Raising money, winning approvals and fighting legal battles for studies has become the life work of 52-year-old Doblin, who guesses he has used ecstasy 100 times over the past 23 years, including recently.

The past 18 months have been big for him.

The ecstasy study began in South Carolina. He helped get FDA approval for a similar study at Harvard University of end-stage cancer patients, and expects a decision from the DEA on the study in the next two weeks.

In the past two months, he has met with government officials and researchers from Switzerland, Israel and Spain who are interested in supporting ecstasy trials. And the U.S. Supreme Court is expected to rule soon on a medical marijuana case in which Doblin filed a legal brief of support.

"Everything is hitting a crescendo right now," said Doblin, who currently lives outside Cambridge, Mass. "It's a pivotal time for us."

The Psychedelic Studies office in Sarasota serves as ground zero for his work.

It's in a home he built to be a "centering place," in 1975, three years after dropping out of New College.

He started taking classes again in 1982, graduated in 1987 with a degree in psychology and moved to Massachusetts, where he earned a doctorate in public policy at Harvard.

Doblin returned often to Florida and taught a class on drug policy at New College in 2001.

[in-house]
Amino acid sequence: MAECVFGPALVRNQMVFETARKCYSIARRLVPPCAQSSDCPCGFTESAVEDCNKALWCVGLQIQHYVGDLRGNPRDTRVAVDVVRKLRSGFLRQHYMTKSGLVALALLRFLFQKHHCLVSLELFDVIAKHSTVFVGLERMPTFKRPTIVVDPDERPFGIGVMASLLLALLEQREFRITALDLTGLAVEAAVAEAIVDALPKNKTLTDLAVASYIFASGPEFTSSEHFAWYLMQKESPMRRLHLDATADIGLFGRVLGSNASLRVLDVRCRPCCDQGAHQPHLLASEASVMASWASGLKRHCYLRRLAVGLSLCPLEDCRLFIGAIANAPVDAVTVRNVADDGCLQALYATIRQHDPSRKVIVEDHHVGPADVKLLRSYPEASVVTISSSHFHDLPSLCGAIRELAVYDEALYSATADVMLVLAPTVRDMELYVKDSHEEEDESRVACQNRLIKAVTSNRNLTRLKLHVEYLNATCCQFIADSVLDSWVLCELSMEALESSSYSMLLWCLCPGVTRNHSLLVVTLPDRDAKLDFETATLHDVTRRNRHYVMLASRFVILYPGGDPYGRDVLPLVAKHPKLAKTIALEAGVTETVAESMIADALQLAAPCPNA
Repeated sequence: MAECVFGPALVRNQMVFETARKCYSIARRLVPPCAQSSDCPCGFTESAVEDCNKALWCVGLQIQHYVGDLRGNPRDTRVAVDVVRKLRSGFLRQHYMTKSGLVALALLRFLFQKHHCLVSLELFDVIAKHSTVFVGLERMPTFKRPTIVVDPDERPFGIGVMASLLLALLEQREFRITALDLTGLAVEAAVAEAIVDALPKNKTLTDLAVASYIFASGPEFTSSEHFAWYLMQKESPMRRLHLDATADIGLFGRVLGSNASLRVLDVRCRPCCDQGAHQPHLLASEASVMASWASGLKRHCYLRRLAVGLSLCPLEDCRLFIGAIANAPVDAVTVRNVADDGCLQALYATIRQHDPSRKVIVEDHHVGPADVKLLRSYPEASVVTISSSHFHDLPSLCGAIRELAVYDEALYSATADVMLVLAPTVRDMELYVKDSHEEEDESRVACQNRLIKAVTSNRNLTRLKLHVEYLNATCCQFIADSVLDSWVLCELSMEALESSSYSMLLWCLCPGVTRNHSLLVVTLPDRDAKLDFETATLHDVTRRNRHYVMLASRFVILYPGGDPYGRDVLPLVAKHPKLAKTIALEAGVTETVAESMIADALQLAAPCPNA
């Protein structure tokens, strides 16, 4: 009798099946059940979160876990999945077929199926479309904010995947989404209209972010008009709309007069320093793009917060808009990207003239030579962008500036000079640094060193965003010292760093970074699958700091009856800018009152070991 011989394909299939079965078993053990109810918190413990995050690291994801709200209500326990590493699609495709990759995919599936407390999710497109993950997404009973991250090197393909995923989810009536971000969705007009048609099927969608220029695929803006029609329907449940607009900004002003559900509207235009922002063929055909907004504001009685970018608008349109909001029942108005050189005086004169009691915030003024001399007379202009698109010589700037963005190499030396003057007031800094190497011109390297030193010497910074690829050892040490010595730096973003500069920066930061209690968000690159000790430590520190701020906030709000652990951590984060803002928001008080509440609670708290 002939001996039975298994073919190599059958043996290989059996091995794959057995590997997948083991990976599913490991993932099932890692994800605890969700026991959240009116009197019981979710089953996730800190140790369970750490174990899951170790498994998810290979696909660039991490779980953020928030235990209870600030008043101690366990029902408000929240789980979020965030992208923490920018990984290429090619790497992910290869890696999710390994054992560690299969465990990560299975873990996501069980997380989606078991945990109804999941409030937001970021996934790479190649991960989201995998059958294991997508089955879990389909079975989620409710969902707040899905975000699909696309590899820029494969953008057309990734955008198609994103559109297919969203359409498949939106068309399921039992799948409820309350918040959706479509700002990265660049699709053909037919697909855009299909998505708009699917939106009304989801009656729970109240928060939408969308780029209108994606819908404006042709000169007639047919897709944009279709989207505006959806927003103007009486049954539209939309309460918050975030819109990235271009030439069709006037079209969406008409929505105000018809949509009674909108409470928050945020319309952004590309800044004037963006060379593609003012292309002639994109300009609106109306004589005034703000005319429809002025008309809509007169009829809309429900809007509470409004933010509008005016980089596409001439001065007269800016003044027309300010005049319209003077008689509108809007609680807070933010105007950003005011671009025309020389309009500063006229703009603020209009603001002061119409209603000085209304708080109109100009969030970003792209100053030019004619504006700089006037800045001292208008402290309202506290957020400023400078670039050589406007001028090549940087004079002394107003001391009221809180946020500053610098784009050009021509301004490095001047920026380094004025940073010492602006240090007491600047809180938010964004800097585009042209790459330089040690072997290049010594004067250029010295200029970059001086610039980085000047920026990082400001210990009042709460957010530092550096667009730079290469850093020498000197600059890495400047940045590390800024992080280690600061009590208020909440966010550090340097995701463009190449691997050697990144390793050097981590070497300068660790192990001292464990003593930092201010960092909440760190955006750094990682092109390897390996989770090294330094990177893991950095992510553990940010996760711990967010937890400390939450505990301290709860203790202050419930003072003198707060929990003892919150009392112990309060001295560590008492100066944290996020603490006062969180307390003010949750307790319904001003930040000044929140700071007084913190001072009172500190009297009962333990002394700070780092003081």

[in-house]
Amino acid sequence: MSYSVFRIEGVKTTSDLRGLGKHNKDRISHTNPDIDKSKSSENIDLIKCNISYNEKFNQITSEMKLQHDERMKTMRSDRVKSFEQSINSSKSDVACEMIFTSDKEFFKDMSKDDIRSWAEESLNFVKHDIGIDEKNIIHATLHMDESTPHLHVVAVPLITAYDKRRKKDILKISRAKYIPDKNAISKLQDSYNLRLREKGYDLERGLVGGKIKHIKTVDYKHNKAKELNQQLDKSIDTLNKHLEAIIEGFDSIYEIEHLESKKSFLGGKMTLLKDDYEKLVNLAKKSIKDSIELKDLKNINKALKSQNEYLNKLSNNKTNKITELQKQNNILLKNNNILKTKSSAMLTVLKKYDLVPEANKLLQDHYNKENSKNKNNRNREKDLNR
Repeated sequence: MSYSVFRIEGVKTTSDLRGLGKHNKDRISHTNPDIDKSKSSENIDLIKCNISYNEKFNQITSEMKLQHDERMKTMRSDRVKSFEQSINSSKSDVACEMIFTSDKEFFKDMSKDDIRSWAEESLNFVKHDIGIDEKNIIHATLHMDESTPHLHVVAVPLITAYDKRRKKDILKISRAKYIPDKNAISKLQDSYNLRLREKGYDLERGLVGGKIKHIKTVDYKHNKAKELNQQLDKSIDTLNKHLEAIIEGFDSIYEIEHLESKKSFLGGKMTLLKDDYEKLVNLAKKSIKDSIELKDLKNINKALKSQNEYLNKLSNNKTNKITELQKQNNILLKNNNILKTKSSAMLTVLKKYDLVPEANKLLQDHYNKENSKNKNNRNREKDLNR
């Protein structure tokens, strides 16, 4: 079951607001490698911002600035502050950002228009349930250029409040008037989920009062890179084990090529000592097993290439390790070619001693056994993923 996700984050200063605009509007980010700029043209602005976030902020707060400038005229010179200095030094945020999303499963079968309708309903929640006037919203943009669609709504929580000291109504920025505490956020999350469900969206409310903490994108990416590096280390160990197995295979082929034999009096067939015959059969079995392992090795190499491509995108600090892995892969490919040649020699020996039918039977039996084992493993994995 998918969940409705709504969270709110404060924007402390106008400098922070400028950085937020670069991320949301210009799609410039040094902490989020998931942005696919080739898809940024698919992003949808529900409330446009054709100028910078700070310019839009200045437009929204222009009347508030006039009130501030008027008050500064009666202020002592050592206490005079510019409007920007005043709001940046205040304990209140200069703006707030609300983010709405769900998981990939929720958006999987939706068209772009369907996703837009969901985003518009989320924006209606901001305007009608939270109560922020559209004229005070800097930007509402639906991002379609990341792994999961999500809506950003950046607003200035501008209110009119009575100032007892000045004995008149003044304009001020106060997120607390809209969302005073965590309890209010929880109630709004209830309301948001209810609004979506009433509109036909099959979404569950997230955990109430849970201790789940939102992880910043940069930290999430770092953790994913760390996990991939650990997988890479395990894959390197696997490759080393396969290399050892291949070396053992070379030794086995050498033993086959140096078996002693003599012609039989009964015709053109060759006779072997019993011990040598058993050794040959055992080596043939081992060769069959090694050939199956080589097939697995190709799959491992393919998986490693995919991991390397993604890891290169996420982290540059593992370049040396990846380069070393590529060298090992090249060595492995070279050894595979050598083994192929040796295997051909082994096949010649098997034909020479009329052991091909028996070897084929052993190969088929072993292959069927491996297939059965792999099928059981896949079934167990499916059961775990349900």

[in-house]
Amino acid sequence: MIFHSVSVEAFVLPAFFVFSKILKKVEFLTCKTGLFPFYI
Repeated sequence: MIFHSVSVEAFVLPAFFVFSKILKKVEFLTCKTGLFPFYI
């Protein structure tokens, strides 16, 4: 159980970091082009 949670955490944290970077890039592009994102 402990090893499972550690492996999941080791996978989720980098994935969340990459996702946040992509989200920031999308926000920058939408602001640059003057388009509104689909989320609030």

Three of his former students now live and work in the Sarasota home office. A fourth woman works out of her home in Bradenton.

Whenever news breaks about the organization, employee Valerie Mojeiko said, city officials come knocking to see if Doblin's people are giving out drugs. They're not, she said. That's in South Carolina.

In Sarasota, they push papers for study approvals, schmooze donors and create a journal and e-mail newsletter for 1,600 supporters, who pay $20 or more a year for the privilege. The organization took in more than $1-million in 2003-04. The money came from private donations and grants. About $147,000 goes to modest salaries for Doblin and his staff.

Most backers are medical professionals and hippies, but "there's this middle group of people you would never suspect, that don't meet the stereotypes," Doblin said.

Men's Wearhouse founder George Zimmer and his family directed $15,000 to Doblin's organization through the Zimmer Family Foundation.

"Mr. Zimmer's long-standing interest in this research stems from his experience caring for his mother, who died of cancer without the benefit of alternative therapies," said Kirk Warren, the foundation's administrator.

Civil libertarian John Gilmore, who earned his fortune as an early engineer for Sun Microsystems, serves on the Psychedelic Studies association's board of directors and has donated more than $700,000. He said he supports Doblin's work because he believes the nation's drug policy exaggerates the danger of drugs and is based on the Nixon administration's desire to attack antiwar activists.